Although outbreaks of emerging and re-emerging infectious diseases have surfaced all over the globe, no continent has been harder hit than Africa.
The Ebola epidemic was West Africa’s first real experience with the virus. What began as an epidemic outbreak quickly escalated into a humanitarian, social, economic and security crisis. Schools, markets, businesses, airlines, shipping routes and borders closed. The epidemic claimed the lives of more than 11,300 people and infected more than 28,500, bringing devastation to families, communities, and the health and economic systems of the three most affected countries [Guinea, Liberia and Sierra Leone].
As of August 4, 2016, 3,867 suspected cases of yellow fever had been reported in Angola, of which 879 were laboratory confirmed. The total number of reported deaths is 369, of which 119 were reported among confirmed cases.
As of August 8, 2016, the Democratic Republic of the Congo (DRC) had reported 2,269 suspected yellow fever cases. Out of 1,943 samples analyzed in the DRC, 74 cases were confirmed, including 16 deaths.
Many countries have made remarkable progress in preventing infectious diseases. As a result, disease burden is increasingly defined by disability instead of premature mortality. The leading causes of death and disability have changed from communicable diseases in children to noncommunicable diseases in adults.
Since the mid-1970s, the world has seen the emergence of 30 new infectious diseases and the return of such killers as malaria and cholera — many of them originating in Africa.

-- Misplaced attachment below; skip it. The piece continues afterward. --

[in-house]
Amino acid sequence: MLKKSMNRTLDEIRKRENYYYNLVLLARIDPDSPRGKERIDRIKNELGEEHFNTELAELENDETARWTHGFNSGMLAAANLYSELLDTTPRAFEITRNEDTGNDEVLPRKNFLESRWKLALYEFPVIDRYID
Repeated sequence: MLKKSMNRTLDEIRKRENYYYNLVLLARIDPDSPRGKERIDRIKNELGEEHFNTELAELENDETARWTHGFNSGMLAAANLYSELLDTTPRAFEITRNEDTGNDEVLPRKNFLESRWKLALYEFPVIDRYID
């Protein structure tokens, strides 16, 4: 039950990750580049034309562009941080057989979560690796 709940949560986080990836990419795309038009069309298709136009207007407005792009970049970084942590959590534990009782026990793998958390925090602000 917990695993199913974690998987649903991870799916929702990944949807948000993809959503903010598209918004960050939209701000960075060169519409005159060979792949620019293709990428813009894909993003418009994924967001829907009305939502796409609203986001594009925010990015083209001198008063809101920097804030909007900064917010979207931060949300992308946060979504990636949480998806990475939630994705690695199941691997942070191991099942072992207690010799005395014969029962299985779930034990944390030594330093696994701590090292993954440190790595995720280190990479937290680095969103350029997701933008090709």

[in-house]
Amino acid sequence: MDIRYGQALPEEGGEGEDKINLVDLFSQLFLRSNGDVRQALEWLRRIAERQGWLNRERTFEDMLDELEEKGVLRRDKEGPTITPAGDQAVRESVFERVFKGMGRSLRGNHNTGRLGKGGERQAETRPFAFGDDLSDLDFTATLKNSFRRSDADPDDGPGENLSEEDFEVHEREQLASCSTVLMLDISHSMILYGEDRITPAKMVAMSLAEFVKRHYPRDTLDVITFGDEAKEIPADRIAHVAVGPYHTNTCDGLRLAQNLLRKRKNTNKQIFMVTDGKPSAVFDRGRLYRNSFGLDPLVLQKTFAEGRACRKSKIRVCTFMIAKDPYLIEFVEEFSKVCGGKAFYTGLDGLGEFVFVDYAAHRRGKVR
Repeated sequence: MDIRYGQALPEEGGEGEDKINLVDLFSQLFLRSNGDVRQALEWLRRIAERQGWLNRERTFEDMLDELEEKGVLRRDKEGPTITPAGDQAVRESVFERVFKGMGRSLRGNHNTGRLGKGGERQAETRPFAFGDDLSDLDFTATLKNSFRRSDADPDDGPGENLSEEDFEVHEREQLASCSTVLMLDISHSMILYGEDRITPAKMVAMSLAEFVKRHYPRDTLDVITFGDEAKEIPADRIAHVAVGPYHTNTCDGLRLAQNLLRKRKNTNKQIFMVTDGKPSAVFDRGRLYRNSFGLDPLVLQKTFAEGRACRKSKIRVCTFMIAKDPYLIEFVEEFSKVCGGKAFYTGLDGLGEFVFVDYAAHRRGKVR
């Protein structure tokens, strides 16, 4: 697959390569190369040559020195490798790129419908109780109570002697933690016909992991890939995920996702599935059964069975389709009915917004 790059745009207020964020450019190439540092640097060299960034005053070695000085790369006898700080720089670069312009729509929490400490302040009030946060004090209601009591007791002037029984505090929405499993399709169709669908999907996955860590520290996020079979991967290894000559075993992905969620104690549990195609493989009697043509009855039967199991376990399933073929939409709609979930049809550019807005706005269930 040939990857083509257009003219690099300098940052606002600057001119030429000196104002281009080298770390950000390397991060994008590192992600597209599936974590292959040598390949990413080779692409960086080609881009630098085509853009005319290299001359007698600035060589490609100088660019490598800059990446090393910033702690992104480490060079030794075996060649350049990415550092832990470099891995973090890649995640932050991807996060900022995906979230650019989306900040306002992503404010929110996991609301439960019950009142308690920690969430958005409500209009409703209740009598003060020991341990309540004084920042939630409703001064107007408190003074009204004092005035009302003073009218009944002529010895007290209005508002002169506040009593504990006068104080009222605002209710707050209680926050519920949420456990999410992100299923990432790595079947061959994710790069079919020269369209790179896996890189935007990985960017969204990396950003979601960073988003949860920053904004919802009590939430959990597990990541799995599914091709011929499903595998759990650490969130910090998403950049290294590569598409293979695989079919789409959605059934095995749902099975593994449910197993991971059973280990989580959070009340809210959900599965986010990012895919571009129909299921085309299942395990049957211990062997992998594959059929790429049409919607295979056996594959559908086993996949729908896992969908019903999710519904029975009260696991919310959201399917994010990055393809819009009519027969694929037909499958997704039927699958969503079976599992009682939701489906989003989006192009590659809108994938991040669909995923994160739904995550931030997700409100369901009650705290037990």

A major lesson learned from the Ebola outbreak is the need for the AU to put in place a program to build Africa’s capacity to deal with public health emergencies and threats in the future. Disease surveillance, detection, and emergency preparedness for health and natural disasters and response are vital. Therefore, capacities and systems most needed to prevent, detect and respond to public health threats must be reinforced to ensure that in the medium to long term, African countries attain and possess all International Health Regulations (IHR) capacities and systems. It is in this context that the AU fast-tracked the establishment of the Africa Centres for Disease Control and Prevention (Africa CDC) and seeks to ensure that the Africa CDC is operational in its full capacity in the next couple of months. The Africa CDC will partner with the World Health Organization and other relevant stakeholders to assist our member states to address gaps in IHR compliance, complementing one another and ensuring effectiveness.